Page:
As I mentioned in my Wine Bloggers’ Conference: Recap & Recovery post, one of the highlights of WBC11 was Friday evening’s Virginia wine reception at Thomas Jefferson’s Monticello. The temperature was over 100 degrees with ridiculously high humidity, so it wasn’t the ideal environment for wine tasting. However, the bloggers that braved the weather were rewarded with wine from more than 30 of the Commonwealth’s vineyards at the home of America’s “first distinguished viticulturist.” It was definitely a memorable experience.
Shelby and I headed to the event together. When we arrived at Monticello, we hustled off our non-air-conditioned bus, followed the crowd around the side of the house, and were greeted by some friendly folks handing us a glass of white wine to start the reception off right. Unfortunately, I don’t know what we were handed, but it was a good start to the night.
Glasses in hand, Shelby and I posed for some photo opportunities before heading under the tent to start our wine tasting. We decided early on to stick with white wines, since it was just too hot to enjoy the reds.
As we were finishing up our first wine, the welcome ceremonies started. To be honest, most of what was said we’d heard before, so there isn’t too much to report. On topic that did get a lot of attention, though, was that Viognier has been designated as the Commonwealth of Virginia’s signature grape. And there certainly were a lot of Virginia Viogniers to taste. Unfortunately, it is definitely not one of my favorite grapes.
I also think it was a sign of how important the conference was to the Commonwealth and how much support the Governor has for the growing VA wine industry that Virginia’s Secretary of Agriculture and Forestry, Todd Haymore, welcomed the 2011 WBC attendees to Virginia.
Once the speeches were over, Shelby and I went back to tasting wines. All in all, I think we tasted about 7 wines before grabbing some food and going for a tour of Monticello. Unfortunately, we couldn’t take pictures inside the house, but there was little question that Jefferson was a wine lover.
My favorite detail in the house was the wine bottle dumbwaiter on the side of the fireplace that went all the way down to the wine cellar. This would allow Jefferson’s slaves to take bottles from the wine cellar, put them in the dumbwaiter, and have the bottles arrive up in the main house without the slave having to walk outside and through the house. While I don’t have a picture of it, Shelby has a great picture of the dumbwaiter in the wine cellar.
The cellar was extensive, particularly for the time, and even on the hot and humid July evening that we were at Monticello, the cellar was a fairly comfortable. All in all, it was interesting to see how another wine lover took care of his bottles. I admit, I’m envious of TJ’s cellar.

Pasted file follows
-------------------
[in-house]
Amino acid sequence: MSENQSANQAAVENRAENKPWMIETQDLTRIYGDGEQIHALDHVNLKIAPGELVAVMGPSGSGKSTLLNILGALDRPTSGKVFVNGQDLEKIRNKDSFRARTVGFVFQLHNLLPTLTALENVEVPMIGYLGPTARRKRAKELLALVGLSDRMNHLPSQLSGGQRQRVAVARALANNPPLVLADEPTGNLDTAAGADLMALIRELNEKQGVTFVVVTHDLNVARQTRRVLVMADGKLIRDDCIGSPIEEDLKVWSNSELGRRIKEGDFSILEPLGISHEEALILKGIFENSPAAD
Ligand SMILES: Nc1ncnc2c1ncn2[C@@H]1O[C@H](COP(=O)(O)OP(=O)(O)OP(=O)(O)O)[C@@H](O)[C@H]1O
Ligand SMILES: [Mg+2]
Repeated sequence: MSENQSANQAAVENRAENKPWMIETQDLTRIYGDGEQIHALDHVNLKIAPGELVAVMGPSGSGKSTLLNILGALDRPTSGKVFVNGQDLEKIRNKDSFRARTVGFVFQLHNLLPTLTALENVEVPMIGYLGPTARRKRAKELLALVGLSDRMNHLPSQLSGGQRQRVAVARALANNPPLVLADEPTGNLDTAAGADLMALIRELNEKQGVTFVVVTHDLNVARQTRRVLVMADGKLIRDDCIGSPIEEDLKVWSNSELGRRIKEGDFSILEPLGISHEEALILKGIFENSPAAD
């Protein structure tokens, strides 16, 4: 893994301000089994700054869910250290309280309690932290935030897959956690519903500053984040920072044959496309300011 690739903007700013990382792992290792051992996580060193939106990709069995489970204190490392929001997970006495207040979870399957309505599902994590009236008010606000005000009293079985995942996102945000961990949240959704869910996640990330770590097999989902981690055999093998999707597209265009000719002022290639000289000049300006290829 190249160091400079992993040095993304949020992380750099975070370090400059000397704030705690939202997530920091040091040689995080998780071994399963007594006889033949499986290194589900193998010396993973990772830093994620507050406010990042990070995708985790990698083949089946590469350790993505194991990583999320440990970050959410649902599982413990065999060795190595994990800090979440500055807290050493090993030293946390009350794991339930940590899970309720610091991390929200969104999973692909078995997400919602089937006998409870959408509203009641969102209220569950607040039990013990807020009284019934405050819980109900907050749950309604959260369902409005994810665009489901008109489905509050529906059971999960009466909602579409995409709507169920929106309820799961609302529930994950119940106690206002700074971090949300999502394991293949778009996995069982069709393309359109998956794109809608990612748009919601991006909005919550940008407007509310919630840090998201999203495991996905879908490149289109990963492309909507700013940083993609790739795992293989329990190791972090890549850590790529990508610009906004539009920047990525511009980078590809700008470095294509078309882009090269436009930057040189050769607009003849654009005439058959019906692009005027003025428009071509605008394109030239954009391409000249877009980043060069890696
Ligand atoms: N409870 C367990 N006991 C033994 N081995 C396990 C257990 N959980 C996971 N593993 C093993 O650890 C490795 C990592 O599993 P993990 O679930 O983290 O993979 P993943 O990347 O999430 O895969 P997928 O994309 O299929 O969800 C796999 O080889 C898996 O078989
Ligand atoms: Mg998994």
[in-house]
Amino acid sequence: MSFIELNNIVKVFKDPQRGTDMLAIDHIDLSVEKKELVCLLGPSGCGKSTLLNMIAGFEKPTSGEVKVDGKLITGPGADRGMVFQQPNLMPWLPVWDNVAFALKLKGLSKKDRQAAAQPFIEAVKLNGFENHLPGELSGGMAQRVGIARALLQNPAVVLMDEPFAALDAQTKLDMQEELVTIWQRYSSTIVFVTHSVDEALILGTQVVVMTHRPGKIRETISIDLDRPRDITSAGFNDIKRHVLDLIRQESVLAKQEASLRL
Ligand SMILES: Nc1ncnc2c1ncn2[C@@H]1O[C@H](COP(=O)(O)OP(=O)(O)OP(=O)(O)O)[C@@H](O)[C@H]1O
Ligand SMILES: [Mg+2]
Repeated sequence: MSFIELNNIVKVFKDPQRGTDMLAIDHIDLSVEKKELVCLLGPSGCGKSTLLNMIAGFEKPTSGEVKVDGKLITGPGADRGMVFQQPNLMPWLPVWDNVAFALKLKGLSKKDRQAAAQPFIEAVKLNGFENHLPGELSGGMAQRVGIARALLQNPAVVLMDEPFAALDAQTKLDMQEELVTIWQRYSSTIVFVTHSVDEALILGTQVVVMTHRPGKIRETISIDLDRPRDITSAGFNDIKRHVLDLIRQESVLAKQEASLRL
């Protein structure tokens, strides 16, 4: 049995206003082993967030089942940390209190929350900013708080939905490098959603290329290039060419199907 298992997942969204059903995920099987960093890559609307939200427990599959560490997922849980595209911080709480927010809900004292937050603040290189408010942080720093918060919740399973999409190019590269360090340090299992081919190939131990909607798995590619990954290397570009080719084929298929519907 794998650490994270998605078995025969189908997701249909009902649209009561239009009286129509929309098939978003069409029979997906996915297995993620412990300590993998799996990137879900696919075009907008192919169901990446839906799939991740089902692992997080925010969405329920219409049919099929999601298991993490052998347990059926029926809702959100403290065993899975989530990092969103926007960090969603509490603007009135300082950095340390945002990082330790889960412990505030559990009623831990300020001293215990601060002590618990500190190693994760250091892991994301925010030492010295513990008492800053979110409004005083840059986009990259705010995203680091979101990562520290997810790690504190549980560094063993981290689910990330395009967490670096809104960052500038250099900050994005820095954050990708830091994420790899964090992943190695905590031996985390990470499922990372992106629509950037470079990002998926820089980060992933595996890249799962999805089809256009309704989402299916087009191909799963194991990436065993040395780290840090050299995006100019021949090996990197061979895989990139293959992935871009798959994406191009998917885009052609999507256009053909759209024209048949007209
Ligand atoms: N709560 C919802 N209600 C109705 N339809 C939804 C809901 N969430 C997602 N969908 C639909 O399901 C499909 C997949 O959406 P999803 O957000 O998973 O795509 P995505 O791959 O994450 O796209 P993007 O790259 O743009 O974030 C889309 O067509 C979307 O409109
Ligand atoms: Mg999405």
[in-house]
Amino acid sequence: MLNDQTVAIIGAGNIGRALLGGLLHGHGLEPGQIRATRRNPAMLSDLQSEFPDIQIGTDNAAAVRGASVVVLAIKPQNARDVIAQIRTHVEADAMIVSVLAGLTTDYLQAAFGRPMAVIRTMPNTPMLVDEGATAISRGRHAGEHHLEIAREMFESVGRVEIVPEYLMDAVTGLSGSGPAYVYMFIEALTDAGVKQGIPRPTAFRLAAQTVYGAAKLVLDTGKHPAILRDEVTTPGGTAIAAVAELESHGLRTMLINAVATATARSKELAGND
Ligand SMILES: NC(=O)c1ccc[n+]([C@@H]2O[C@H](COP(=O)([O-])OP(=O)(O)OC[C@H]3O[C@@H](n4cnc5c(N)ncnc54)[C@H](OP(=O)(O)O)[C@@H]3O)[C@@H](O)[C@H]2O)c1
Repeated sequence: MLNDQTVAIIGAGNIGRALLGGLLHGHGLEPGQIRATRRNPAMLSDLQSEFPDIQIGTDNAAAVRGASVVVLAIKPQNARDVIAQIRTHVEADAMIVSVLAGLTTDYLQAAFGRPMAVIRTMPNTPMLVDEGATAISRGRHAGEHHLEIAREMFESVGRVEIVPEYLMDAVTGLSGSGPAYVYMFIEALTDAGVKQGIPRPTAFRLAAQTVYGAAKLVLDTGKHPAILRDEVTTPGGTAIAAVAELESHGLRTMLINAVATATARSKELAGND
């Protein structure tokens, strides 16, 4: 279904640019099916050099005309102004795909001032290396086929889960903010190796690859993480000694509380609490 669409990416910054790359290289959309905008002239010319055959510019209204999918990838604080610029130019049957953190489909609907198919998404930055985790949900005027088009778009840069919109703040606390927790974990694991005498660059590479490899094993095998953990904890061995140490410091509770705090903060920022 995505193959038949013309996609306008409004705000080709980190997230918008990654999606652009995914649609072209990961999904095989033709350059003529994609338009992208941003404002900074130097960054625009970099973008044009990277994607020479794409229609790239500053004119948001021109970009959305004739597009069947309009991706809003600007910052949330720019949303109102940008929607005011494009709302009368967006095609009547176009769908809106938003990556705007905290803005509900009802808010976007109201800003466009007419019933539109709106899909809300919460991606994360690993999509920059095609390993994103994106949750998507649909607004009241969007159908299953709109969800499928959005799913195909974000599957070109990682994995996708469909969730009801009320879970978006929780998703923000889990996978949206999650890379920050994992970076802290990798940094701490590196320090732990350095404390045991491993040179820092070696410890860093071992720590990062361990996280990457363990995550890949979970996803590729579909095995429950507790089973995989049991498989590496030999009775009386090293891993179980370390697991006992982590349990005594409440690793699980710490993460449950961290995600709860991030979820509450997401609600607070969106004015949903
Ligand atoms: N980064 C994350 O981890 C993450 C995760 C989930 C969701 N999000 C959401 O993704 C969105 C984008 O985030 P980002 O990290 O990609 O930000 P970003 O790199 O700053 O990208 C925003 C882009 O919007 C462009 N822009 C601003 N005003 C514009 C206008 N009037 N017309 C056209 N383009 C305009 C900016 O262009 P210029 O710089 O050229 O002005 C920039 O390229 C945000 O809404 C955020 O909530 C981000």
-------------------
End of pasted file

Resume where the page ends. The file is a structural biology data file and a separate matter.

As for the Virginia wines that we tasted, here’s what I thought:
2010 Tarara Winery Viognier (SRP $15, winery, @TararaWinery)
My fav Viognier of the night. It had nice floral characteristics…mostly honeysuckle…combined with ginger and peaches. It had a medium body and good acidity. Would have loved to try this wine with some sharp cheddar, as that’s my favorite way to drink Viognier.
Catoctin Creek Winery Vidal Blanc (SRP $15, winery)
Pears and honeydew melon. A touch of sweetness, but good acidity to balance it out. Great patio wine…food friendly. REALLY nice.
2010 Annefield Vineyard Viognier (SRP $22, winery, @AnnefieldWine)
Honeysuckle, honeydew melon, and yellow grapefruits with a touch of apricots. Good body and acidity.
2010 Blenheim Vineyards Viognier (SRP $19, winery)
Honeysuckle, apricots, and pineapples. Lingering finish, good acidity, but leaves me wanting something a little more.
Fabbioli Cellars Something White (SRP $16, winery, @FabbioliWines)
This blend of Traminette and Vidal Blanc grapes is slightly sweet. Very floral—mostly white flowers—with hints of Asian pear. Definitely a summer picnic wine.
2010 Aspen Dale Winery at the Barn Sauvignon Blanc (SRP $28, winery)
Tropical fruits…honeydew melon and pineapple with a touch of grassiness. If I were tasting the wine blind, though, I’m not sure I would have guessed this was a Sauv Blanc.
2010 Potomac Point Winery Richland Reserve Viognier (SRP $17, winery, @PotomacPoint)
Honeysuckle, apricots, and mangos.
Perfumey…both because of flavor and because of the alcohol.
Question of the Day: What do you think of wines made from Viognier? If you’re a fan, do you have an recommendations (they don’t have to be Virginia Viogniers)?
We recently had red Passeggiata, from black ankle in Maryland that was blended with Viognier. Although their single varietal Viognier was only blah… Blended with mostly Syrah it had a little pizazz that was a good sipper. Also right now I think my current Viognier wine is the 2010 Sunset Hill Viognier.